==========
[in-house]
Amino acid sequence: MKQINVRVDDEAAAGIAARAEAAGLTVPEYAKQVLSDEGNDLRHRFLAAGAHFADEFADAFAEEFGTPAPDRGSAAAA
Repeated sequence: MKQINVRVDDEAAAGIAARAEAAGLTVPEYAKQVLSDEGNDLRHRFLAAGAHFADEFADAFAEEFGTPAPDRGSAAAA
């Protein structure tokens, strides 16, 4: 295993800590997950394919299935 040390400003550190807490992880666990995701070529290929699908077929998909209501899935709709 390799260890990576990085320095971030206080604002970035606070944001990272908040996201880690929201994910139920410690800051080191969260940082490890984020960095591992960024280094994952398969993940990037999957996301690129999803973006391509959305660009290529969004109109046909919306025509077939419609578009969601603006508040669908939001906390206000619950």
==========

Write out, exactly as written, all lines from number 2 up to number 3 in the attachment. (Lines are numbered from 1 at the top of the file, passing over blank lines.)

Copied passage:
Amino acid sequence: MKQINVRVDDEAAAGIAARAEAAGLTVPEYAKQVLSDEGNDLRHRFLAAGAHFADEFADAFAEEFGTPAPDRGSAAAA
Repeated sequence: MKQINVRVDDEAAAGIAARAEAAGLTVPEYAKQVLSDEGNDLRHRFLAAGAHFADEFADAFAEEFGTPAPDRGSAAAA